This video is about electrical wires. It describes common types, configurations of wire, and wire terminology. It explain the gauge system of rating wire size (diameter), circular mils, current capacity, and others.
This video describes Resistor Color Codes and how to read them. It relates Resistor Color Codes to scientific numbers and engineering notation.
This video continues part 1 by showing how a breadboard, also called a protoboard, is used to build electronic circuits without soldering, by guiding the student through 10 steps to build a blinking LED circuit based on the 555 IC timer chip. The circuit also needs 3 resistors, 1k, 4.7k, and 10k. It also requires a 10 uF electrolytic capacitor, an LED, some jumper wires, and a 6-volt battery or power supply.
Uses of Breadboard
A breadboard is used to make up temporary circuits for testing or to try out an idea. No soldering is required so it is easy to change connections and replace components. Parts will not be damaged so they will be available to re-use afterwards.
Almost all the Electronics Club projects started life on a breadboard to check that the circuit worked as intended.
The photograph shows a typical small breadboard which is suitable for beginners building simple circuits with one or two ICs (chips). Larger sizes are available and you may wish to buy one of these to start with.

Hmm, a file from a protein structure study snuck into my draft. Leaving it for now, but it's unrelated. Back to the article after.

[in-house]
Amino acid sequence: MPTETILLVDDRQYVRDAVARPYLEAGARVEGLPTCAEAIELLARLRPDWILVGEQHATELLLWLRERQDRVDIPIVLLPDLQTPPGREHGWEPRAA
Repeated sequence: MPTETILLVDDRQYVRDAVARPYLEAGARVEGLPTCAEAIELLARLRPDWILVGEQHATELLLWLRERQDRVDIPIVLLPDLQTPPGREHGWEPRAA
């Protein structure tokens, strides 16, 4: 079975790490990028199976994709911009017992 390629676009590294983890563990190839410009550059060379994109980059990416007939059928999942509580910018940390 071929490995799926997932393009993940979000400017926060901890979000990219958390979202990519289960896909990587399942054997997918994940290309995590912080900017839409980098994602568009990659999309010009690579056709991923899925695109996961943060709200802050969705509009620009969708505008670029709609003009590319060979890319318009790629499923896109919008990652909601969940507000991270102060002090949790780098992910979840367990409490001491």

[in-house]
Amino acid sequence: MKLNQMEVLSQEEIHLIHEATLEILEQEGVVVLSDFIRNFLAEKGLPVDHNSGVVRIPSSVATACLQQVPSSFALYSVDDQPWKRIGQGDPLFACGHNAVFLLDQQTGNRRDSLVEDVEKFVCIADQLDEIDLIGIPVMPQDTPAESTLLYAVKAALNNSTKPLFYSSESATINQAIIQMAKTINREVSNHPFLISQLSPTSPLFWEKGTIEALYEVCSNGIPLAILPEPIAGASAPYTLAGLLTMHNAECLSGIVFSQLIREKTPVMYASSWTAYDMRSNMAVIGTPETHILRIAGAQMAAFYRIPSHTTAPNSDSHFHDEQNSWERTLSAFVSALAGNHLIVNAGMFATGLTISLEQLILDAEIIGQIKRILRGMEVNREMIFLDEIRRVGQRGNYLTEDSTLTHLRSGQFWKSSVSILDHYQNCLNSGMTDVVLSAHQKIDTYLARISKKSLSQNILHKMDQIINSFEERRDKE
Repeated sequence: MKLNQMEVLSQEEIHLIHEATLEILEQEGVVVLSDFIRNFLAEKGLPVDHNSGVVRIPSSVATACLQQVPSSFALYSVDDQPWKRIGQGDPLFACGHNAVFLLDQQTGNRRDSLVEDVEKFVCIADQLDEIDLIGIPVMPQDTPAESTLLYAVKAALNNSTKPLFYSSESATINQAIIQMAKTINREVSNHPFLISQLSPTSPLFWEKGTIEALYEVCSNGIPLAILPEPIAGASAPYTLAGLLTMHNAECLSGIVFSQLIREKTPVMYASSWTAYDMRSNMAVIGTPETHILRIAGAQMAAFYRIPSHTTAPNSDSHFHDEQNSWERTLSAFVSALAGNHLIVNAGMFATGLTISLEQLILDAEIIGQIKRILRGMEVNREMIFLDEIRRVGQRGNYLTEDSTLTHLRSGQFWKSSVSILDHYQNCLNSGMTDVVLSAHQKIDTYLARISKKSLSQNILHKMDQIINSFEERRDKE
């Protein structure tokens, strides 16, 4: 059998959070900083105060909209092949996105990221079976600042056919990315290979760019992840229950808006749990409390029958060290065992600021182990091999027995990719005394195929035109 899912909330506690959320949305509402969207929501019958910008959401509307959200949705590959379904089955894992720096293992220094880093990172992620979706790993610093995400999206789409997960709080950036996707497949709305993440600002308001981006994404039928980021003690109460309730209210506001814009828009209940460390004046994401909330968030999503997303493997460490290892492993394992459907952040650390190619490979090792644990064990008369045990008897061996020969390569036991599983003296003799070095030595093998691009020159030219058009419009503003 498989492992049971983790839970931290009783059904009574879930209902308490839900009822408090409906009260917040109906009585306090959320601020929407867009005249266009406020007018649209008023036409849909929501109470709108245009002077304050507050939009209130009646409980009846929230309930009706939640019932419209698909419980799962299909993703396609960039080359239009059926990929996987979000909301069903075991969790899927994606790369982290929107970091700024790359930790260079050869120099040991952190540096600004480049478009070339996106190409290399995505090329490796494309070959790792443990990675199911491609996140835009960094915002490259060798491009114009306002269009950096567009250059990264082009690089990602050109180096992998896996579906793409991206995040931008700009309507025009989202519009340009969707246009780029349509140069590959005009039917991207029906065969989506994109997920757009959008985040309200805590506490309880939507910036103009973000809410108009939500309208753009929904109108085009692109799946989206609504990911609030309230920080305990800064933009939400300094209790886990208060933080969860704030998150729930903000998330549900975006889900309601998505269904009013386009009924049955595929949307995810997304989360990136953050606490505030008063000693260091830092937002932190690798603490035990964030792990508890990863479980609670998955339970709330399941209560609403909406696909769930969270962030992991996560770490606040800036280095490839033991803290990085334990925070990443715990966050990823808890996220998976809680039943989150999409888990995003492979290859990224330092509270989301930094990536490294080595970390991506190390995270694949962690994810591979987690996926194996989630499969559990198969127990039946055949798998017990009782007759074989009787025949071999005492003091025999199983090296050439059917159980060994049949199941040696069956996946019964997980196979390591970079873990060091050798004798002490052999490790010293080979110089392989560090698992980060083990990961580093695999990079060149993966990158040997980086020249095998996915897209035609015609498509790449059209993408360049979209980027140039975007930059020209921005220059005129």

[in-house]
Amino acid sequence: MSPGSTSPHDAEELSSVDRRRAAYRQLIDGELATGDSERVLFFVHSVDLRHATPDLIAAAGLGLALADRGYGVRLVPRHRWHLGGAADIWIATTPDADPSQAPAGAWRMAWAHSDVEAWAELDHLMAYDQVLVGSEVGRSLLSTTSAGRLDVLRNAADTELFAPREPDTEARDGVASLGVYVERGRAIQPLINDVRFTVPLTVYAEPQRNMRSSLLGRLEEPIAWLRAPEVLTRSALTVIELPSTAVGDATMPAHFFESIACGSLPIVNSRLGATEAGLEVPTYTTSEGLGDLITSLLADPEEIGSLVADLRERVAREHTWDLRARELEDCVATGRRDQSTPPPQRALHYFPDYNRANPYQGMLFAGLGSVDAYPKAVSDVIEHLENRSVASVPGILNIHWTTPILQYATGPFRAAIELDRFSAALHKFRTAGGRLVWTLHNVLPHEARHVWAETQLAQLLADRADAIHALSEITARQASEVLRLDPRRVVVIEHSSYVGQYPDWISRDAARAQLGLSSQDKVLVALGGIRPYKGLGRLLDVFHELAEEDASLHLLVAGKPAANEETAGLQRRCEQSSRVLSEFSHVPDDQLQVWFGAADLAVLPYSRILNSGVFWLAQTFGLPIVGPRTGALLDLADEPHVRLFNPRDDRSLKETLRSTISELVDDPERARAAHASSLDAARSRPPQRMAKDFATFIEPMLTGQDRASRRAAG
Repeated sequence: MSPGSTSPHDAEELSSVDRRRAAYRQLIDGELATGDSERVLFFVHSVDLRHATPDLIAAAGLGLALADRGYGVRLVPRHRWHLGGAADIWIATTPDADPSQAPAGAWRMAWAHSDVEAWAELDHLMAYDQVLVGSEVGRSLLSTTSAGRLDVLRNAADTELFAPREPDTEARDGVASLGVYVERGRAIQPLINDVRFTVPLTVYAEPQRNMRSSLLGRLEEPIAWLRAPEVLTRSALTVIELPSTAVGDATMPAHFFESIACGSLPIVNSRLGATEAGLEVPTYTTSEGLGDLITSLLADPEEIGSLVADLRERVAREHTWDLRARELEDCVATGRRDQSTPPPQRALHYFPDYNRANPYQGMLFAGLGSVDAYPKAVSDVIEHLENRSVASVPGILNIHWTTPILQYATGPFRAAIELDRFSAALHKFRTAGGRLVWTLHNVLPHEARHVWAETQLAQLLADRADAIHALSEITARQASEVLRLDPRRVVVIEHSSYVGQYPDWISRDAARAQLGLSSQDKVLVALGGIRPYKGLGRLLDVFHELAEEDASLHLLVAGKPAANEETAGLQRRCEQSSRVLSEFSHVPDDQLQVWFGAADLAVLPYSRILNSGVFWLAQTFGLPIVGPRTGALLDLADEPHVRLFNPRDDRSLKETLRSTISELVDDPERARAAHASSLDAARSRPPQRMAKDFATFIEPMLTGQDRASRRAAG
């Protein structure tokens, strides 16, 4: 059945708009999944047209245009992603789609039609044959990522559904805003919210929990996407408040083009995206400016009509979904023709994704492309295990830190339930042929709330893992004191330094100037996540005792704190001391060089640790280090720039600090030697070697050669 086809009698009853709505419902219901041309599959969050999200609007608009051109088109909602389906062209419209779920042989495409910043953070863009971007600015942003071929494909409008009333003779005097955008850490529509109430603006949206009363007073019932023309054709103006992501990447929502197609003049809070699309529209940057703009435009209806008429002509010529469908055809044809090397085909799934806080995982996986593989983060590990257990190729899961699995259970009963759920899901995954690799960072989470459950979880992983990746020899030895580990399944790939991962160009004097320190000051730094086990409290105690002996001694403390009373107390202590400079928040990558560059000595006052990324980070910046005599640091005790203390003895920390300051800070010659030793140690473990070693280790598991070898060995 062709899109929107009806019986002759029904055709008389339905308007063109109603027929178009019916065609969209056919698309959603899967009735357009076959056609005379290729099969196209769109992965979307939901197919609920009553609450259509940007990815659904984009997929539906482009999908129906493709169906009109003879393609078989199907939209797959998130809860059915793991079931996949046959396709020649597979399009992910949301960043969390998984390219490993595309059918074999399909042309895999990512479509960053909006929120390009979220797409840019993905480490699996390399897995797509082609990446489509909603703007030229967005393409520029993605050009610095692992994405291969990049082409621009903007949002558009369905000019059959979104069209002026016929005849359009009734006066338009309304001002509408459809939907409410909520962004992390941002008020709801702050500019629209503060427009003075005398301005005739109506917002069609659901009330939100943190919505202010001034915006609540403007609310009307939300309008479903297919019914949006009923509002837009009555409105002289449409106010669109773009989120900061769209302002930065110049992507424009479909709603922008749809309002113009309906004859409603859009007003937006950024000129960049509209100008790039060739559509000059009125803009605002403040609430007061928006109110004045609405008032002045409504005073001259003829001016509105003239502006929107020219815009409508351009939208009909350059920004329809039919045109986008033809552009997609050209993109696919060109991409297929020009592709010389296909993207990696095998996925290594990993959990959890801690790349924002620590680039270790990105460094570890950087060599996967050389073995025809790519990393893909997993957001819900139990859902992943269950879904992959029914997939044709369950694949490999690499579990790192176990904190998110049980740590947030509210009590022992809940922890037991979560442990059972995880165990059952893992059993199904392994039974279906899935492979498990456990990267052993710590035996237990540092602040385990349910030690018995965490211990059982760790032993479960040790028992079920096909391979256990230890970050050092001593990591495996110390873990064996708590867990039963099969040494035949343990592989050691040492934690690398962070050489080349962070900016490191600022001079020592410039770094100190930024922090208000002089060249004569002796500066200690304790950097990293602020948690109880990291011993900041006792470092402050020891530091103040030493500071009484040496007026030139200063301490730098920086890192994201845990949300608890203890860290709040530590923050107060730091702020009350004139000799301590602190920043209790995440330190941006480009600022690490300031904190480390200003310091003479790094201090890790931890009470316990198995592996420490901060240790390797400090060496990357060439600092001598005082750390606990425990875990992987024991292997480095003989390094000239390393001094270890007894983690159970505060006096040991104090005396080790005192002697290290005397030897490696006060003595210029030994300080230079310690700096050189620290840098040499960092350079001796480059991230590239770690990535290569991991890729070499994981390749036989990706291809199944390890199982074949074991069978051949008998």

This video introduces the breadboard, also called a protoboard, used to build electronic circuits without soldering. The first part of this presentation describes the features of a breadboard.
A breadboard (protoboard) is a construction base for a one-of-a-kind electronic circuit, a prototype. In modern times the term is commonly used to refer to a particular type of breadboard, the solderless breadboard (plugboard).
Because the solderless breadboard does not require soldering, it is reusable. This makes it easy to use for creating temporary prototypes and experimenting with circuit design. Older breadboard types did not have this property. A stripboard (veroboard) and similar prototyping printed circuit boards, which are used to build permanent soldered prototypes or one-offs, cannot easily be reused. A variety of electronic systems may be prototyped by using breadboards, from small analog and digital circuits to complete central processing units (CPUs).